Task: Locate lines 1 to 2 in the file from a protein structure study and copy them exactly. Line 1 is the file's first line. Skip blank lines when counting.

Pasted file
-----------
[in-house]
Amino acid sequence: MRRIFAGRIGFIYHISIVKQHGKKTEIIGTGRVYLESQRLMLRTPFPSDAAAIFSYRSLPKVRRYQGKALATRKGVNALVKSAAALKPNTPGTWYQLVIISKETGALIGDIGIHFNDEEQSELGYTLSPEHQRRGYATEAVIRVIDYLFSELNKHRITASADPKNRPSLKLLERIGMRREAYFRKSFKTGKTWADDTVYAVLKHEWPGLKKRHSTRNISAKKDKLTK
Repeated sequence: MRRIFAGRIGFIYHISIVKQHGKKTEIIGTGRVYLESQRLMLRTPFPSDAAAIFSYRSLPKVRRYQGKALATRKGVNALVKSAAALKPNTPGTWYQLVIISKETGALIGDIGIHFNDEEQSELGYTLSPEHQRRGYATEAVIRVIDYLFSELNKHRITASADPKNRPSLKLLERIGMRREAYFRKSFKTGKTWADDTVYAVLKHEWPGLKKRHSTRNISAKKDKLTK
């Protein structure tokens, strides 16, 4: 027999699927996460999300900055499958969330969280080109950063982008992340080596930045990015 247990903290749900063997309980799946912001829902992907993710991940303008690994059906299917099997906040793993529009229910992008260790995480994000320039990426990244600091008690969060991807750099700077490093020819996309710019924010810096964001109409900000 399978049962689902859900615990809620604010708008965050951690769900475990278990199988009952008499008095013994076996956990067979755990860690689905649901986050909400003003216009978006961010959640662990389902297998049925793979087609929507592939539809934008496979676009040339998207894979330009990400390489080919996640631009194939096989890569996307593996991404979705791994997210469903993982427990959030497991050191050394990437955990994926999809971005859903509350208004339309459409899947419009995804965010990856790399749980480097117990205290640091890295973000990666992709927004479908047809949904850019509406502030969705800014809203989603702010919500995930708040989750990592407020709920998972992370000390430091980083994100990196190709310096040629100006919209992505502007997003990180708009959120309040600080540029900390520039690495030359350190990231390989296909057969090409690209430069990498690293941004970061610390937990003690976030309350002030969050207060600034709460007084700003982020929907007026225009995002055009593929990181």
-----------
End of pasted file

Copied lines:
[in-house]
Amino acid sequence: MRRIFAGRIGFIYHISIVKQHGKKTEIIGTGRVYLESQRLMLRTPFPSDAAAIFSYRSLPKVRRYQGKALATRKGVNALVKSAAALKPNTPGTWYQLVIISKETGALIGDIGIHFNDEEQSELGYTLSPEHQRRGYATEAVIRVIDYLFSELNKHRITASADPKNRPSLKLLERIGMRREAYFRKSFKTGKTWADDTVYAVLKHEWPGLKKRHSTRNISAKKDKLTK